Reviewed by Leslie Kesler (Curation Section, North Carolina Museum of History)
Published on H-SAWH (February, 2002)
Snapshots from a Happy Childhood
Snapshots from a Happy Childhood
In her acknowledgments, Marianne Gingher thanks Michael Vincent Miller for a plea made on the pages of the New York Times Book Review in 1994: "Would someone please confess to having had simply a happy childhood that led forward to an adult life of fulfillment and well-being, even without Prozac?" Miller's wish has been amply fulfilled in recent years. Doris Kearns Goodwin, Madeleine Blais, Bobbie Ann Mason, and others have looked back in print on childhoods remembered fondly as sources of strength. Writer Marianne Gingher's contribution to the genre is a joyful volume of reflections on her own childhood in Greensboro, North Carolina, in the 1950s and '60s. Although short on the broad historical context one might expect in a book that covers such tumultuous years, A Girl's Life is filled with insights into growing up female in a white, middle-class southern family.
Gingher divides her memoir into three sections. In "Sanctuary," she reflects on young childhood experiences, defined by home and family. She immerses readers in the sensuous details of activities such as a summer trip to her grandparents' house and a Christmas shopping expedition, each seen with a child's attention to the glorious concrete details. A chapter about penicillin shots suggests Gingher's own childhood response to the protective interventions of loving adults. Although cousin Melissa runs pell-mell from the threatening syringe, she ultimately allows herself to be caught, secure in the knowledge that her family is chasing her for her own well-being, out of love.
"Truths and Grit" takes readers to the more complicated territory of older childhood and adolescence, when the world turns out to be a mixture of sweetness and various kinds of trouble. Several chapters explore the peculiar ways in which horses both accelerated and delayed Gingher's transition to womanhood. In one passage she describes the love she and her friends lavished on their horses and their disregard for the horses' faults "because we were young girls, learning to please, and would some day want to love men and accommodate children, and the horses were teaching us how" (pp. 101-102). On the other hand, the stable with its "no boys allowed" policy also gave Gingher a refuge from the disturbing attentions of a teenage boy. Barn chores offered a welcome respite from "purely female things: skirts, perfume, stockings and garter belts, training bras, the prissy hygiene of shaved legs and tweezered eyebrows" (p. 111).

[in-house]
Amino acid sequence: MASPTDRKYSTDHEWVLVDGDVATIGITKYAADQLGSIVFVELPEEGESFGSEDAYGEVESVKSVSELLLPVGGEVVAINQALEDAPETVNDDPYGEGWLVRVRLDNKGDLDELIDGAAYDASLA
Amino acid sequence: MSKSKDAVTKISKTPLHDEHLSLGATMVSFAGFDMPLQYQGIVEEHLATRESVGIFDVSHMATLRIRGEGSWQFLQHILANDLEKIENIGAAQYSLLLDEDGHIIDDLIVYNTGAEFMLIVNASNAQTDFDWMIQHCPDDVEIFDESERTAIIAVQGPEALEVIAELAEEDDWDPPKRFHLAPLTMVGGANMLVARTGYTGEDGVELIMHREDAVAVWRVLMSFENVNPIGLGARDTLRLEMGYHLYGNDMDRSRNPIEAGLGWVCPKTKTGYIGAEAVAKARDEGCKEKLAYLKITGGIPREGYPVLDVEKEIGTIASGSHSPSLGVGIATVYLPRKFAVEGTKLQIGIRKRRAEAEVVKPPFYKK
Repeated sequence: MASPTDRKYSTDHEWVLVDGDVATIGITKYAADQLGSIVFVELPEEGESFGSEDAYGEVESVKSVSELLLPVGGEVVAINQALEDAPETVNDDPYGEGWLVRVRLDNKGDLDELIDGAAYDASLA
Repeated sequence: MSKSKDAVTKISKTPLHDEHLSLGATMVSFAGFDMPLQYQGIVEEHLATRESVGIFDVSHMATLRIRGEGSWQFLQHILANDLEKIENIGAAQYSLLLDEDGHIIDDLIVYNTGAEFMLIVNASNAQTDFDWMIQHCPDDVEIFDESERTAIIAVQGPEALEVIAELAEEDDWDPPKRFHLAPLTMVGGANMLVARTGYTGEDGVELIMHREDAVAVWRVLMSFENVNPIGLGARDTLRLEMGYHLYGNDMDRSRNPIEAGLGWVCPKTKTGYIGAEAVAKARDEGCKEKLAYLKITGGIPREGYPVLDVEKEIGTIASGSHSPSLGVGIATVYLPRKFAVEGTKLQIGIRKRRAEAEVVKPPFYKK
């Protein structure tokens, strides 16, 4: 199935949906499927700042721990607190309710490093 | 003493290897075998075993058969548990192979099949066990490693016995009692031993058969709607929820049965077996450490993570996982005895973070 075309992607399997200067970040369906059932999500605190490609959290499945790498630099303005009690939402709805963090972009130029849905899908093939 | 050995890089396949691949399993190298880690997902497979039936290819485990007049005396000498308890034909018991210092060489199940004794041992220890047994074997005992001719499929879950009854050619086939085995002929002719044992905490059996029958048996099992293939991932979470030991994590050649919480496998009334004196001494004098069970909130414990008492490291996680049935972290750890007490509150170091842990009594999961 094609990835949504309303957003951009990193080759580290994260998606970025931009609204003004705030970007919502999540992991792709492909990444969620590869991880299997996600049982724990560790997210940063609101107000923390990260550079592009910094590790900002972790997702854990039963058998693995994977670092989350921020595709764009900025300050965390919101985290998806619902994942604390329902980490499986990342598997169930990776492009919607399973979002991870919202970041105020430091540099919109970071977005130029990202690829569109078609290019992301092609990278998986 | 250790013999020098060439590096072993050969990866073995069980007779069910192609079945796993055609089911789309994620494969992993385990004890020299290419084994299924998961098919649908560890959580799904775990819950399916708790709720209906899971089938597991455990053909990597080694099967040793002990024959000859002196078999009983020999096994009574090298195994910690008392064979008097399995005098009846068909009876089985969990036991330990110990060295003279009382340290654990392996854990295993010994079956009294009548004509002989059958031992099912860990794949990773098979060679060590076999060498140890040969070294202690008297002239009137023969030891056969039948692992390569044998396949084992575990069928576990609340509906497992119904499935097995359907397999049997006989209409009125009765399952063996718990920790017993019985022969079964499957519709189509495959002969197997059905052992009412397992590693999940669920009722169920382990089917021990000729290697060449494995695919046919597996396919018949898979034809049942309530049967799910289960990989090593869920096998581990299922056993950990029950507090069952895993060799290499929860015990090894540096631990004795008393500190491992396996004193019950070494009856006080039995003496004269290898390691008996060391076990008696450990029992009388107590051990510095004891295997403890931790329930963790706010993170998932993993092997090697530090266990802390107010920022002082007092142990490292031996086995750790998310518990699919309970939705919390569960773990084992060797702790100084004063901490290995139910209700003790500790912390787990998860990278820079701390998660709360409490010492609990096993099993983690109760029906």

"Metaphors and Pies" turns to Gingher's adult experiences. Legacies of her childhood, from Granny's meat grinder to memories of adolescent angst, continue to play an important part in her life as a writer and mother living in the town where she grew up. The title of this section comes from a question in "Why I Did Not Go to Syracuse," a chapter about balancing professional and family life: "Which finally matters most, not just to the people I love, but to the world: the making of a pie or a metaphor?" (p. 182).